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  6. Member
    Join Date: Apr 2014
    Location: United States
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    Originally Posted by hech54 View Post
    Originally Posted by kinseykick View Post
    What can I do with these videos to make their file size significantly smaller yet keep the quality
    NOT gonna happen.
    Ok you left out the part where I said it didn't need to be HD. I just need you to be able to still see people's faces and what's going on. I know if you compress it too much those details get thrown out. I know there will be quality loss but I can't have it be major quality loss...

    They are '.avi' format? What exact format? Avi by itself is meaningless.
    Xvid, Divx, or MPEG2 would be some possible formats that may be compatible across both platforms.
    I'm not sure? I got an SD Card with the videos on it and I was told they needed to be compressed. Since I'm the only one in my department with any kind of software that might be able to do that, I was given the task.

    Depending on what you really mean by "sharedrive", I might question your assertion that the files are "way too big".
    The Sharedrive is a drive that is connected wirelessly throughout the department. You can upload and download files to it. Kind of like the cloud. However it has limited space (I think each item has to be under 1GB)

    Also, lots of files can be read by both Mac and PC, but we don't know whether your files fall under that subset.
    I specifically need it to be read by Windows Media Player (or whatever PC users have) because they can't just download quicktime or realplayer to play other video types. Also many of them have older versions of WMP so that causes problems as well. I was looking here for file types.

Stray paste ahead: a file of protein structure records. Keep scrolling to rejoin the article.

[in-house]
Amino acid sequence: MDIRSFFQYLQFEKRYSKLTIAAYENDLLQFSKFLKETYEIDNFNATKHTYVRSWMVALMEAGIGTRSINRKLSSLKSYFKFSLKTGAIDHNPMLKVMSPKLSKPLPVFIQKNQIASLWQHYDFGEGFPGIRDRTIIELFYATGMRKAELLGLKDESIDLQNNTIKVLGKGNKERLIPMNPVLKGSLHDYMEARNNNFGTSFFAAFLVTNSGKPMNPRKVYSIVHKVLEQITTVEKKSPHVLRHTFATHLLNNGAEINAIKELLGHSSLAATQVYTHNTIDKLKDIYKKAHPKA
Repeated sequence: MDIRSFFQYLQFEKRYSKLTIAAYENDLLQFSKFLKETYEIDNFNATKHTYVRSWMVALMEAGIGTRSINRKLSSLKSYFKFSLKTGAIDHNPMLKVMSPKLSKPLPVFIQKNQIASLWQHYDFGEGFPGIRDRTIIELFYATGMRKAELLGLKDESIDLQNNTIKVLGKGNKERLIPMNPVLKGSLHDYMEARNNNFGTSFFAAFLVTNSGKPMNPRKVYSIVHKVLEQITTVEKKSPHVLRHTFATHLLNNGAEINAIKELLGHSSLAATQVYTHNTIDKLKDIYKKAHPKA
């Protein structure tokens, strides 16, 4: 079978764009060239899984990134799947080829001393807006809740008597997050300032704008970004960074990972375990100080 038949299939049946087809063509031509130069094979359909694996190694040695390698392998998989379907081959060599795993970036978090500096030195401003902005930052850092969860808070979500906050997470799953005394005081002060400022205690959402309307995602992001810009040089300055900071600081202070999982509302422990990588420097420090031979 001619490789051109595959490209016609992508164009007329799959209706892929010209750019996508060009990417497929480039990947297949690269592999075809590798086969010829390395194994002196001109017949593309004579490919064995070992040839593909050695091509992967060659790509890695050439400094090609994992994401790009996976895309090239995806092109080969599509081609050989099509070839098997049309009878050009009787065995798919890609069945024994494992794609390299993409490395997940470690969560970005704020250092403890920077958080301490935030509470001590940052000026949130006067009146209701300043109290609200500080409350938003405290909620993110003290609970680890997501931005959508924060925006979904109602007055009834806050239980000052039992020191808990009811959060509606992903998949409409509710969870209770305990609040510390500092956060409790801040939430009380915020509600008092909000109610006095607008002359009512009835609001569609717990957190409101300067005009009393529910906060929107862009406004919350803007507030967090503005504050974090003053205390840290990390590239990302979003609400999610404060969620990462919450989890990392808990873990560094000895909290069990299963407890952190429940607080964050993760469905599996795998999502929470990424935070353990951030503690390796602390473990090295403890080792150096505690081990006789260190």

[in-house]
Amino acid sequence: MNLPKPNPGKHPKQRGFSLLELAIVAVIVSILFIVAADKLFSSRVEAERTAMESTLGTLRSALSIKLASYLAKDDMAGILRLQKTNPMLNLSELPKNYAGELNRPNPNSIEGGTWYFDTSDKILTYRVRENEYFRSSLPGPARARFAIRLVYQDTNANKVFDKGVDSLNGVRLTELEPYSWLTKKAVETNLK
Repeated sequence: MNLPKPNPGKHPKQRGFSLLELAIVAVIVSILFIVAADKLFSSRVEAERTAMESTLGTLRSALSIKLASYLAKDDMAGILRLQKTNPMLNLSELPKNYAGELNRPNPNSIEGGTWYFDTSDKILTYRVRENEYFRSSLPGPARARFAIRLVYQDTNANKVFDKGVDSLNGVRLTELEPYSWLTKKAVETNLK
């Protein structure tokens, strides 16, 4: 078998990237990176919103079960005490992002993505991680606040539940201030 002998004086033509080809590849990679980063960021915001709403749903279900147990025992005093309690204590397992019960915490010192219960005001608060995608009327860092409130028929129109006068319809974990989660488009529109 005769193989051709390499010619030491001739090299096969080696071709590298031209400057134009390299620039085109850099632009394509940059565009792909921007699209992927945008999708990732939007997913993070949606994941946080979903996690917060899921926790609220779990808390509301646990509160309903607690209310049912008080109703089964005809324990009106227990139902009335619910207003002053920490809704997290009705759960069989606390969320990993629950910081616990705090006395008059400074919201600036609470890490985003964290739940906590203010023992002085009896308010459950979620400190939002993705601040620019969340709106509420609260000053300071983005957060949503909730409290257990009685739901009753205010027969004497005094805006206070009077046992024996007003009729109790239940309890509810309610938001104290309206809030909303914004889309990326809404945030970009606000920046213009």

-------------------------------------

    What specific information do you need and how do I go about finding it for you?
    Here is what I got from MediaInfo
    Name:  Screen Shot 2014-04-30 at 1.34.17 PM.png
Views: 198
Size:  44.1 KB
    Last edited by kinseykick; 30th Apr 2014 at 12:38.
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  7. Member
    Join Date: Apr 2014
    Location: United States
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    Nevermind. I found a program that will convert it to .wmv and compress at the same time. I had to download Flip Player for Mac to view the wmv files after but for the most part it works. Thanks for trying to help!
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  8. Member
    Join Date: Jun 2012
    Location: USA
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    If you have Premiere CC you also have Adobe Media Encoder -- very configurable. "F4V" is pretty much identical to what the rest of the world calls mp4 and is compatible with both platforms.
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  9. Member
    Join Date: Apr 2014
    Location: United States
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    Originally Posted by smrpix View Post
    If you have Premiere CC you also have Adobe Media Encoder -- very configurable. "F4V" is pretty much identical to what the rest of the world calls mp4 and is compatible with both platforms.
    mp4 is only compatible with Windows Media Player 12. http://support.microsoft.com/kb/316992
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  10. Member Cornucopia's Avatar
    Join Date: Oct 2001
    Location: Deep in the Heart of Texas